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Sarita Pockell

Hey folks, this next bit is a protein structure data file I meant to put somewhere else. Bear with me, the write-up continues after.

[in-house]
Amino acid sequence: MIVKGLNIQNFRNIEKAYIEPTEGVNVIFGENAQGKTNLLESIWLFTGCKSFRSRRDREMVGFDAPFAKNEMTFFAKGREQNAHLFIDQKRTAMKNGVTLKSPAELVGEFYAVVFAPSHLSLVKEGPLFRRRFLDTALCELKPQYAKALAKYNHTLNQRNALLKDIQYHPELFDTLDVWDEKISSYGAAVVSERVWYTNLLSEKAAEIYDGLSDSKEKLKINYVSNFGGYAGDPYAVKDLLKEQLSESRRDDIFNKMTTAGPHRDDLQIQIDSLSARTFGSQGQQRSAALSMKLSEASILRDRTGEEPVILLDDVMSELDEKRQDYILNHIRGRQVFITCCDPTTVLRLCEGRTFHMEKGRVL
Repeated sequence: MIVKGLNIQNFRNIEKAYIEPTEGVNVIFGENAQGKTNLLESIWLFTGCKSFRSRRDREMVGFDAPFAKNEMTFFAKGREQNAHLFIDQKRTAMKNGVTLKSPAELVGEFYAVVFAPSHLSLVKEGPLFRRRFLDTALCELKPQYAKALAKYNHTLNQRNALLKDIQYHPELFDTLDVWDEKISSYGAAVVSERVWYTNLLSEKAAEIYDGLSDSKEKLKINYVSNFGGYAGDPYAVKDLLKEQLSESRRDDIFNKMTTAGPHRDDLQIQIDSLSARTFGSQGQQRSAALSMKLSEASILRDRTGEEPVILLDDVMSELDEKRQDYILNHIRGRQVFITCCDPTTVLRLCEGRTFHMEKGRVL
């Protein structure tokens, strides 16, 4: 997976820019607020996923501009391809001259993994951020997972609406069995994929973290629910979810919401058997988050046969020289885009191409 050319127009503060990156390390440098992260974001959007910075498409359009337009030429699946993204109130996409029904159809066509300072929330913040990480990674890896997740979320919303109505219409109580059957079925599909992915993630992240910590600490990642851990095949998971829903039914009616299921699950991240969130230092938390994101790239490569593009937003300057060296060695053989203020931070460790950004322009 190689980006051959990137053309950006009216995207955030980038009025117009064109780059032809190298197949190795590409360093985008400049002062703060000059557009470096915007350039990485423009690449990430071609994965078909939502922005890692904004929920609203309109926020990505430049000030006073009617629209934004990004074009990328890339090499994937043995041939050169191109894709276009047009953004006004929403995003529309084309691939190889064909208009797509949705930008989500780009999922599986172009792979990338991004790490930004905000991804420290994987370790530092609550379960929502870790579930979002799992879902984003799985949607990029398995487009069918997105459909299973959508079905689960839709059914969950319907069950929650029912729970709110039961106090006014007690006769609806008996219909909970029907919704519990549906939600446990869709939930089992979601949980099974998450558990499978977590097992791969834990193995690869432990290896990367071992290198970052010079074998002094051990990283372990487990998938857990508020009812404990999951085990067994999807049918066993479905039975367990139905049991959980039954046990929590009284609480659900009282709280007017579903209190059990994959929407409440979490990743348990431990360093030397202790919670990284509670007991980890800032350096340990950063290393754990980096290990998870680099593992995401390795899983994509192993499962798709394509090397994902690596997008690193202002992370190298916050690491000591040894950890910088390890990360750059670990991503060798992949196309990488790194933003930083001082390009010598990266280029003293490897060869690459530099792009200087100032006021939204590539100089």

Aug 19, 2018
In School Frameworks